1999 to present : Special grand jury appointed to look into the death of Frances Carriere. The grand jury is an investigatory grand jury, and periodically has heard testimony from people connected to the case. Although it does not meet regularly, the grand jury is still empowered to investigate and the case is still considered open.
January 2002: The details in the unsolved murder of Truro resident Christa Worthington echo those of Frances Carriere: her body is discovered by a boyfriend, fatal stab wounds to the chest and, finally, the fear and uncertainty unleashed in a close-knit neighborhood that a killer is still on the loose.
Left with no closure in the case, the question of who murdered Carriere - stabbing her at least once through the heart - has tormented her parents, sister, children and friends for more than two decades.
"Sometimes we've felt that nobody cared but us," says Linda McCraney, one of Carriere's three daughters who now lives in Florida. "They've told us that there is no statute of limitations on murder. But what does that mean? Will evidence improve with the passing of time? I doubt so. I can tell you that the pain does not improve with the passing of time."
But there has been a quiet rekindling of the investigation since 1999, for reasons authorities are reluctant to reveal. After 23 years of little progress, police are once again sifting through the evidence and interviewing witnesses.
"Nobody cared but us"
In some ways, Carriere's murder reflects a more recent Cape case that garnered international attention.
Like Christa Worthington, the fashion writer found stabbed to death on the kitchen floor of her Truro home in January 2002, Carriere, 44, was a single mother, petite with brown hair and brown eyes.
And like Worthington, Carriere's lifeless body was discovered by a male friend. Police never recovered a murder weapon in either case.
But there was no stampede of reporters and television cameras pressing for information on Frances Carriere's life and death. There was no rush for book deals. No one has ever suggested Carriere's story could be fodder for a television movie. No reward has been offered for evidence leading to her killer or killers.
Not a day passes without Carriere's parents, sister and four children thinking about her. Her death has shaped their lives. Her children ranged in age from 14 to their early 20s at the time of her murder. Over the years, members of the family have pleaded with police and the district attorney's office to continue the investigation.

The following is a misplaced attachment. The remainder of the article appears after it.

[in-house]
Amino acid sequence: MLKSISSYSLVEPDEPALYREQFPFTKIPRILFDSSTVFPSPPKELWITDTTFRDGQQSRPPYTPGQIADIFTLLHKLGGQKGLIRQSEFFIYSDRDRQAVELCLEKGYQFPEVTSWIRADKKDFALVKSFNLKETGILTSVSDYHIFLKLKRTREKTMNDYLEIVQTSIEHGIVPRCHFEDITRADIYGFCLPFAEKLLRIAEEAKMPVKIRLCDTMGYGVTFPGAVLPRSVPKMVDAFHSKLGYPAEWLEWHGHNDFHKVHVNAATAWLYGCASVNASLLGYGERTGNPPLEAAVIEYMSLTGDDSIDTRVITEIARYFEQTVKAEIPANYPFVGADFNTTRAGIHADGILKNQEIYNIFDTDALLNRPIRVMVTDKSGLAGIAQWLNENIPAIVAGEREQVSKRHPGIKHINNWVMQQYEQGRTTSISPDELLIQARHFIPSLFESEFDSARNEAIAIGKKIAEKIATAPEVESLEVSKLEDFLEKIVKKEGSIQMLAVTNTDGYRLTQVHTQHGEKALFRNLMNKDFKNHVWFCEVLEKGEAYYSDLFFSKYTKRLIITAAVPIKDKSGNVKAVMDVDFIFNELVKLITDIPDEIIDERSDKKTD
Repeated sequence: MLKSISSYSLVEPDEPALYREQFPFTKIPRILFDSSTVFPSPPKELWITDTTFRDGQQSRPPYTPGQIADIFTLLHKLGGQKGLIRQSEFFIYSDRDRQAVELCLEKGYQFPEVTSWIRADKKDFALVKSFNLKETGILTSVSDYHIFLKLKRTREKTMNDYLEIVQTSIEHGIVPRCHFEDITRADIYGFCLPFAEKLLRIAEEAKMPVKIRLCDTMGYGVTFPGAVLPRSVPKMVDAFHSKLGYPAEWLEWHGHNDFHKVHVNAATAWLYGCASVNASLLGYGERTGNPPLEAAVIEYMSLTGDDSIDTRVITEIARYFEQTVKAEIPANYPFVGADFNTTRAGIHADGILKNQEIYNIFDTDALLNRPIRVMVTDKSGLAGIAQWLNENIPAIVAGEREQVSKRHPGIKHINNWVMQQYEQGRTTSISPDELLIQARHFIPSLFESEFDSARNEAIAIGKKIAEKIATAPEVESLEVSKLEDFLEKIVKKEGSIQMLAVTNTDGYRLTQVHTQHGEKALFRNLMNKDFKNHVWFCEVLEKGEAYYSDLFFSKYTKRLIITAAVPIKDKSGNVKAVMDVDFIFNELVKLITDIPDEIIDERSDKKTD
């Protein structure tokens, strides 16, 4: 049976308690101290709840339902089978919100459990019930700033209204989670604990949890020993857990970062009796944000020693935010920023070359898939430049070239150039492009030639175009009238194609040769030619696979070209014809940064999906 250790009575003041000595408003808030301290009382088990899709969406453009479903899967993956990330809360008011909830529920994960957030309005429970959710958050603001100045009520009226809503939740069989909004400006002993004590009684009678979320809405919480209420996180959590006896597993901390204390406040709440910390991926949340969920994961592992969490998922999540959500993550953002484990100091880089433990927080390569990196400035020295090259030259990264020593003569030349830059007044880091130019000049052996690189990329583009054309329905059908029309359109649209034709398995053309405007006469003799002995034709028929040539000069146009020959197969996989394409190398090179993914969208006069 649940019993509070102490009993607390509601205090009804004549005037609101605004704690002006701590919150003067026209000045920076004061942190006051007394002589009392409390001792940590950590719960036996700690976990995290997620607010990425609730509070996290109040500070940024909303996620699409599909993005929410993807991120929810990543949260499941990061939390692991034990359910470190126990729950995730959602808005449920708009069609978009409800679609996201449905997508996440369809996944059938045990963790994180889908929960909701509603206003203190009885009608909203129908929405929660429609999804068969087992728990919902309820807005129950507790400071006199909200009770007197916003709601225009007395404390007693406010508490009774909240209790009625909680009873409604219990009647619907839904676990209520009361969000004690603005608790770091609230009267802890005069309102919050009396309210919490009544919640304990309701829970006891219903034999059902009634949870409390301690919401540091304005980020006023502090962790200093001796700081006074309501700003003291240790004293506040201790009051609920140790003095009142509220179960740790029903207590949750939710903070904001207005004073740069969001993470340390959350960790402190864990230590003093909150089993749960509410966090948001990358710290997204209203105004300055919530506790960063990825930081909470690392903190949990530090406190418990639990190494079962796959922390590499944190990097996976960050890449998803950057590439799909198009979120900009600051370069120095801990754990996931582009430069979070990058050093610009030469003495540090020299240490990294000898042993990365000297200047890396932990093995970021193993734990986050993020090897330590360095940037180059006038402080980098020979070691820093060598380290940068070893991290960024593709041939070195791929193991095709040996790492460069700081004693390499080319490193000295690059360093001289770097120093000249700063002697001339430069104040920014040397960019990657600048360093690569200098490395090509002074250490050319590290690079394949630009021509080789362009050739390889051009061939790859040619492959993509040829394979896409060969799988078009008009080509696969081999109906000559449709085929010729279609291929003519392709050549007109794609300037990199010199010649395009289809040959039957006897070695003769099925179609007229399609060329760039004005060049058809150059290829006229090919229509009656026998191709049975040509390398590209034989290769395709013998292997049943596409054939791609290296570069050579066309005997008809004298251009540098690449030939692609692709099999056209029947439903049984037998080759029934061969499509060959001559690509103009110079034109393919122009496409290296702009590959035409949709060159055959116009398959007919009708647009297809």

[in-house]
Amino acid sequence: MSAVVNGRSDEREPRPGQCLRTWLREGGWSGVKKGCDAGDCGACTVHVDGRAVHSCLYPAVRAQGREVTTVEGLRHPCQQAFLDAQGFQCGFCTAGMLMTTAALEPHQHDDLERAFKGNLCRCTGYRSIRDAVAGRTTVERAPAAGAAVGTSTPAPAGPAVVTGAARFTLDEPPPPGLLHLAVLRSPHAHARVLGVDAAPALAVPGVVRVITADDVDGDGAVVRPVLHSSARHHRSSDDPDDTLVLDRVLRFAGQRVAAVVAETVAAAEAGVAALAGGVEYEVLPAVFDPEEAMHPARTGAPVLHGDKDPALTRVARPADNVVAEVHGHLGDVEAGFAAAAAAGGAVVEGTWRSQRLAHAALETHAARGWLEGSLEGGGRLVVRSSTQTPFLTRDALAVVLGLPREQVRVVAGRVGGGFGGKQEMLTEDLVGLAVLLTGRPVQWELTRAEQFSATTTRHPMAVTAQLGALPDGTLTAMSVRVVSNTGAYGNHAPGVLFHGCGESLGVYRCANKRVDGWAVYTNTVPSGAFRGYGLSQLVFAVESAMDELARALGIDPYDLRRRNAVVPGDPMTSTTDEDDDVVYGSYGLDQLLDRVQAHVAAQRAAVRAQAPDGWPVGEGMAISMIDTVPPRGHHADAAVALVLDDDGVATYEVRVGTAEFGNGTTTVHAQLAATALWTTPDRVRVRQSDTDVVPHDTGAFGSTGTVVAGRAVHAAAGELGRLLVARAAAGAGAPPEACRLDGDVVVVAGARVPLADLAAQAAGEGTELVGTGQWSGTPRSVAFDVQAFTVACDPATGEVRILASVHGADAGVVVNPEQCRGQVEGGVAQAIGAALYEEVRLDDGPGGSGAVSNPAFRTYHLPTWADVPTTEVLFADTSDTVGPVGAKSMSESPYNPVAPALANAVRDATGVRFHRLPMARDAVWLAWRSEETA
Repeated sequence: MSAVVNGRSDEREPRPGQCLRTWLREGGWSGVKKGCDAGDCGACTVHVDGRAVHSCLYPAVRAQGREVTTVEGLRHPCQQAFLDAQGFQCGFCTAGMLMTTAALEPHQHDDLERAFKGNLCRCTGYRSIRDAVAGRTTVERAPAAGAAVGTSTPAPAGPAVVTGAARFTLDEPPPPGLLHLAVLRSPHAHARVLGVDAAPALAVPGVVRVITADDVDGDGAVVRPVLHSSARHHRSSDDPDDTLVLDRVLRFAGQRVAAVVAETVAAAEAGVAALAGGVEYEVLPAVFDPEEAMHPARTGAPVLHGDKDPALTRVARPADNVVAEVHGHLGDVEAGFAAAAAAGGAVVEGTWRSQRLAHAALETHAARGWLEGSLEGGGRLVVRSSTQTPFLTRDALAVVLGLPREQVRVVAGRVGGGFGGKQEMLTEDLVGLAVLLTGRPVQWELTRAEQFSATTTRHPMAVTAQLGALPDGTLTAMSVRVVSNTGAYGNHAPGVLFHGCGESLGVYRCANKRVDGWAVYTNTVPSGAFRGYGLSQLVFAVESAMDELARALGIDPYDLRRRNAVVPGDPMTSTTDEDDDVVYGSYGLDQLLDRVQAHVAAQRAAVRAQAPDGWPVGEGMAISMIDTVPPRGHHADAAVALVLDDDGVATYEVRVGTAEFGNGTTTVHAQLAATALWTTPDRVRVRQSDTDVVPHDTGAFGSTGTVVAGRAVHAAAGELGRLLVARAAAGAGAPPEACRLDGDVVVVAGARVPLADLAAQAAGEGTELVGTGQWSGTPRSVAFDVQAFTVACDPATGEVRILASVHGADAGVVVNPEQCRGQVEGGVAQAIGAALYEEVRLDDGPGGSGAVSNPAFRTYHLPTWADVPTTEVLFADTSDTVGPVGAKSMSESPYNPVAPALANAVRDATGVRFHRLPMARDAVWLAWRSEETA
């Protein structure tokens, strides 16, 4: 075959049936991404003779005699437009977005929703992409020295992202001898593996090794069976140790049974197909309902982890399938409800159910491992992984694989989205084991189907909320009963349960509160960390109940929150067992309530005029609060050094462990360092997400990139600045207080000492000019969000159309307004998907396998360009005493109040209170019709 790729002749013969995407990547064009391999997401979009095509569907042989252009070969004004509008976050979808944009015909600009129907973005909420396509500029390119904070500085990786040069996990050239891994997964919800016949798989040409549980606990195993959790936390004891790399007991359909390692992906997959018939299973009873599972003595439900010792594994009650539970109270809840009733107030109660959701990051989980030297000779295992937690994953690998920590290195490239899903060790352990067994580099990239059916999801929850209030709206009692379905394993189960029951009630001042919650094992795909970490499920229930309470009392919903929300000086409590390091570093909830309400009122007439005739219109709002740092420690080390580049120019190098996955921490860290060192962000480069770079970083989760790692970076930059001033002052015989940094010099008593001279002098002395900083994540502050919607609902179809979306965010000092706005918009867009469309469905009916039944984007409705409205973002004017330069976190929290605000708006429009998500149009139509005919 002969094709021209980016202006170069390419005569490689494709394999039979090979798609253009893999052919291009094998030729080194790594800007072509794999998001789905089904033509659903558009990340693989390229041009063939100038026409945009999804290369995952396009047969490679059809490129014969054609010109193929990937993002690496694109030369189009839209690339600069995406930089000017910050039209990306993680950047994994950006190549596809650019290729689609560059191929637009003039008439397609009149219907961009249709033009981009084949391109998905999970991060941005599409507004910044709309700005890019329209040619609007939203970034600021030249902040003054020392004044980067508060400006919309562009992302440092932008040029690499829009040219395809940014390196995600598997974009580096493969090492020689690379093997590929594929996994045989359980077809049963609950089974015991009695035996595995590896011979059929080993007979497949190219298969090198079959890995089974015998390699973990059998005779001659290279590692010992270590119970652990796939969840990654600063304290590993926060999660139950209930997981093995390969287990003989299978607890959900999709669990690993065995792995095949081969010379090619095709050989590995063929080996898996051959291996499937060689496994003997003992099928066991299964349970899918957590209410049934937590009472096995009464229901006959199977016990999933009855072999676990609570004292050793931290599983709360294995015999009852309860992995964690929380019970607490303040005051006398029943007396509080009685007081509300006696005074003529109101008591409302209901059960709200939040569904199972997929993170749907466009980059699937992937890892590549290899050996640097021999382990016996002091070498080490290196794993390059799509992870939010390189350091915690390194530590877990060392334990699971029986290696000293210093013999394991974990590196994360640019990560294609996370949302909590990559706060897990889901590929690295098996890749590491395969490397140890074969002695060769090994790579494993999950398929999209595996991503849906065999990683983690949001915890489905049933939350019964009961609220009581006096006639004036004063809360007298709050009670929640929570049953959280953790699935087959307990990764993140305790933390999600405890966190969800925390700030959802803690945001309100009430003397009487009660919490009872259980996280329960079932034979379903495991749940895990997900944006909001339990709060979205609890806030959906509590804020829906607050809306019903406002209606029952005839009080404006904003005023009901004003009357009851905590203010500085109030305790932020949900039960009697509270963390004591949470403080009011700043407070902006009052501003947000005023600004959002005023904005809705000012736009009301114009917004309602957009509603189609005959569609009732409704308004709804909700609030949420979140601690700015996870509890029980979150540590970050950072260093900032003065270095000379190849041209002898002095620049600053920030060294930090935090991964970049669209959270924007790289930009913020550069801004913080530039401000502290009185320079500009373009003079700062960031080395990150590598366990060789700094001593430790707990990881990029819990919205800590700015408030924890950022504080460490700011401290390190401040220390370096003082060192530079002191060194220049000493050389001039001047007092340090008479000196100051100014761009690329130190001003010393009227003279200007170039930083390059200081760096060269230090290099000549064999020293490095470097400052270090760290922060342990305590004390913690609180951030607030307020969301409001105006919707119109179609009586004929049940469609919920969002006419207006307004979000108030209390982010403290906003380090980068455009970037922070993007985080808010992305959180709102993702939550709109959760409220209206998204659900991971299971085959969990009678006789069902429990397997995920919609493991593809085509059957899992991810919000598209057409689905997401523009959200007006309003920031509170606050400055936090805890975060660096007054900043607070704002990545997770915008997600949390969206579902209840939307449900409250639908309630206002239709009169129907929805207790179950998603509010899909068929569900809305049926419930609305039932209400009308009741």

About three years ago, there was a faint glimmer of hope when state police began knocking on doors and telephoning people with questions about Carriere.
Sgt. Paul White of the state police cold case squad met with Carriere's parents. He made no promises except to do his best while investigating their daughter's murder, according to her parents.
State Trooper Chris Mason, an investigator assigned to the district attorney's office, soon began working with White. And last year, Terry O'Connell, a former Sandwich police detective who now works as a defense attorney and a private investigator, took an interest in the case as a result of his knowledge of some of the original suspects, according to police.
None of them will talk about the case, but family members say they were profoundly grateful that at least these people listened to their story.
According to other sources, a special grand jury was appointed more than a year ago to look into this case. Two of the original suspects - whom police will not name - are among those who were scrutinized.
Sources said the grand jury expressed interest in Edmund Carriere, 68, who was estranged from Frances Carriere and was visiting one of their daughters in Florida at the time of the murder. A week after Frances Carriere was killed, he moved back into their home where he continues to live today with a girlfriend, police say.
Edmund Carriere refuses to say much about the case and claims that solving it is of little interest to him.
"Do I care about that murder? Hell no. Why should I care? Why should you care?" he says.
"Sure I was a suspect at first. Husbands are always the first suspect, but I had a good alibi. You can't bust that alibi. I was in Florida," he says. "And, no, I didn't kill my wife."
Whether new evidence has been discovered or whether new witnesses have come forward is information investigators are not willing to share at this point.
"We continue to have an interest in this case, and, yes, there have been investigators taking another look," says Cape and Islands District Attorney Michael O'Keefe. "But that is all I can say at this time."